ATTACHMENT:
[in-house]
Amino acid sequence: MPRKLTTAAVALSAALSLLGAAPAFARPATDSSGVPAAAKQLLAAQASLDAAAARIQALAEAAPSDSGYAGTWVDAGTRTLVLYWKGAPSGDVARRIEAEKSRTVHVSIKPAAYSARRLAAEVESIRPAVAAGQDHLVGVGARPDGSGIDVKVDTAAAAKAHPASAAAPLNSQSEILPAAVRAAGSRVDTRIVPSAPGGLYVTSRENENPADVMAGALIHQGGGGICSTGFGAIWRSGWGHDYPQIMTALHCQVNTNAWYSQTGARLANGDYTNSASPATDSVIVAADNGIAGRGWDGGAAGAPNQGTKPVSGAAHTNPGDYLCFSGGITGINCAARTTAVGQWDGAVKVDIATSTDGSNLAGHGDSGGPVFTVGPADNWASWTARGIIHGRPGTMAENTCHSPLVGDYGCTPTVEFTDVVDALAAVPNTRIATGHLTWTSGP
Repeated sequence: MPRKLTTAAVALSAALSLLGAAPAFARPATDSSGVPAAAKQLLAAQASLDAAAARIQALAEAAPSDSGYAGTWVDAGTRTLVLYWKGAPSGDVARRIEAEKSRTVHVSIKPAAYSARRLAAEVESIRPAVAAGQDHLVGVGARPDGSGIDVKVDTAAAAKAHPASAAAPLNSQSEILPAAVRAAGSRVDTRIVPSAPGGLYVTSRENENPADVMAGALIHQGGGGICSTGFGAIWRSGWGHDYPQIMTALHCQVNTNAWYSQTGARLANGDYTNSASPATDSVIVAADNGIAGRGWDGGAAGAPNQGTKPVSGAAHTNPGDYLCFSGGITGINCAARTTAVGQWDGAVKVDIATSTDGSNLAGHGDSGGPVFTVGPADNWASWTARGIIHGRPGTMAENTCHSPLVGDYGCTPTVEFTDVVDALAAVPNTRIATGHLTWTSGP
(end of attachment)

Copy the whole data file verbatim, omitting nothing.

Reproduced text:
[in-house]
Amino acid sequence: MPRKLTTAAVALSAALSLLGAAPAFARPATDSSGVPAAAKQLLAAQASLDAAAARIQALAEAAPSDSGYAGTWVDAGTRTLVLYWKGAPSGDVARRIEAEKSRTVHVSIKPAAYSARRLAAEVESIRPAVAAGQDHLVGVGARPDGSGIDVKVDTAAAAKAHPASAAAPLNSQSEILPAAVRAAGSRVDTRIVPSAPGGLYVTSRENENPADVMAGALIHQGGGGICSTGFGAIWRSGWGHDYPQIMTALHCQVNTNAWYSQTGARLANGDYTNSASPATDSVIVAADNGIAGRGWDGGAAGAPNQGTKPVSGAAHTNPGDYLCFSGGITGINCAARTTAVGQWDGAVKVDIATSTDGSNLAGHGDSGGPVFTVGPADNWASWTARGIIHGRPGTMAENTCHSPLVGDYGCTPTVEFTDVVDALAAVPNTRIATGHLTWTSGP
Repeated sequence: MPRKLTTAAVALSAALSLLGAAPAFARPATDSSGVPAAAKQLLAAQASLDAAAARIQALAEAAPSDSGYAGTWVDAGTRTLVLYWKGAPSGDVARRIEAEKSRTVHVSIKPAAYSARRLAAEVESIRPAVAAGQDHLVGVGARPDGSGIDVKVDTAAAAKAHPASAAAPLNSQSEILPAAVRAAGSRVDTRIVPSAPGGLYVTSRENENPADVMAGALIHQGGGGICSTGFGAIWRSGWGHDYPQIMTALHCQVNTNAWYSQTGARLANGDYTNSASPATDSVIVAADNGIAGRGWDGGAAGAPNQGTKPVSGAAHTNPGDYLCFSGGITGINCAARTTAVGQWDGAVKVDIATSTDGSNLAGHGDSGGPVFTVGPADNWASWTARGIIHGRPGTMAENTCHSPLVGDYGCTPTVEFTDVVDALAAVPNTRIATGHLTWTSGP